Is the Plot Diagram A Good Storytelling Reference?

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Ami-Scythe's Avatar
A bucket of anxiety


This is what I was taught in elementary school, that this is the best way to break down the events of a story. I have no idea why I'm not writing my script like I'm supposed to be right now, but I was daydreaming about teaching people about story structure as a way to start filmmaking and I thought to myself, "This reference is terrible." It's shaped poorly. It's set up in this perfectly balanced triangle despite the climax and falling action always being the smallest parts and the rising action being the longest. These were a headache to fill in. So much happens in the first half that there's usually no space and teachers wouldn't necessarily explain what a climax was very well. I don't know what this thread was about....oh yeah, do you think this is a good way to break down a story?
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Ami-Scythe



Seems very lazy to rise, climax, then fall asleep.

No, I never liked the whole "this is the structure" idea. It's like telling everybody to strive to paint like da Vinci, because his resolution is practical. Look what happened when Tarantino played with the structure idea, they loved him for it. Nah, I think you should find your own way of telling your story, that way it truly becomes unique.



Ami-Scythe's Avatar
A bucket of anxiety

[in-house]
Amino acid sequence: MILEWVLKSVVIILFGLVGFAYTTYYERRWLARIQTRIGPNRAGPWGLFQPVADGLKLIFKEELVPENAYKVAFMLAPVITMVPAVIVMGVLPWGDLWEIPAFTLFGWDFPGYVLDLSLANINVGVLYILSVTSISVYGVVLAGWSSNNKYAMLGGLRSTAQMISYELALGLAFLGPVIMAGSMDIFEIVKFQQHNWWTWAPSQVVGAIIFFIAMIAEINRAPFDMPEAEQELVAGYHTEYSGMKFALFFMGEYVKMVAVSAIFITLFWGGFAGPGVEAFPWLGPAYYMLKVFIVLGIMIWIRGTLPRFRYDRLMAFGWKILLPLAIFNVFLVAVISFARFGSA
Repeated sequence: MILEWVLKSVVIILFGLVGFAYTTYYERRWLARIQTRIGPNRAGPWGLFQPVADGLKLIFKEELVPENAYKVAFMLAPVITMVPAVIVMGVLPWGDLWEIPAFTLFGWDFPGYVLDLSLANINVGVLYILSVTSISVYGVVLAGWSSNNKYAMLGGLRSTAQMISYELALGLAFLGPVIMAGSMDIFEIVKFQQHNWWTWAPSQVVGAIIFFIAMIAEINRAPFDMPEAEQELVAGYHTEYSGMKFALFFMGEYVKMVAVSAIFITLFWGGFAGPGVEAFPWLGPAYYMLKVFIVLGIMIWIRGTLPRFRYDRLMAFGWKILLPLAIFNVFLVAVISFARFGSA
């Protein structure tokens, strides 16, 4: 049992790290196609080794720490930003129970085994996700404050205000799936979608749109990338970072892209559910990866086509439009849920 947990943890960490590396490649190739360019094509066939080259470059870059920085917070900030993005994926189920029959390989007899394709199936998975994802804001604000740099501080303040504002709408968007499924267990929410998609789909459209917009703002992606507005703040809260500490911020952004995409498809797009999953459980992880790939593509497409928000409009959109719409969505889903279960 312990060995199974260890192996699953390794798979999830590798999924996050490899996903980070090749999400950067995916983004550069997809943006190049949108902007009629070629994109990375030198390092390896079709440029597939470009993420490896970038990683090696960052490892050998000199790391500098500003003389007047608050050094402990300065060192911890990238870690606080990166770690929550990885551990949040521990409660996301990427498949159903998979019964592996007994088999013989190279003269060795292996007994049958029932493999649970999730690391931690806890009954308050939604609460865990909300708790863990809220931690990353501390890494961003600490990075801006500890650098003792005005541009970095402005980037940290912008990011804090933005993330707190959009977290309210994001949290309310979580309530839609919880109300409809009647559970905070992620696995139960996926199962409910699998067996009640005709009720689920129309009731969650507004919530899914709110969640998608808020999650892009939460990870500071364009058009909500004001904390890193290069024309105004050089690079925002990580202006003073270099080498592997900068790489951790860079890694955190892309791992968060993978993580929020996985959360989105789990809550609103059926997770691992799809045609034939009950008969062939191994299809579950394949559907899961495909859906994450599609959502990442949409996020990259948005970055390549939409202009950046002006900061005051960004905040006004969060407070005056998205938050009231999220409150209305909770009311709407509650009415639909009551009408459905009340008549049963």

Seems very lazy to rise, climax, then fall asleep.

No, I never liked the whole "this is the structure" idea. It's like telling everybody to strive to paint like da Vinci, because his resolution is practical. Look what happened when Tarantino played with the structure idea, they loved him for it. Nah, I think you should find your own way of telling your story, that way it truly becomes unique.
I mean, in my opinion, you do have to start with the basics before weaving in the details but this is just too simplistic. I don't think it says anything about anything.



Welcome to the human race...
I'll agree the diagram is on the simple side, there's usually other points (act breaks, mid-point, etc) that you have to account for - and the peak representing the climax should be closer to the conclusion if it's going to accurately reflect the pacing of your typical story.

I question how much Tarantino really played with structure underneath his superficially anachronic approach to storytelling - to this end, I think you could break down all his films along the lines of the conventional three-act structure.
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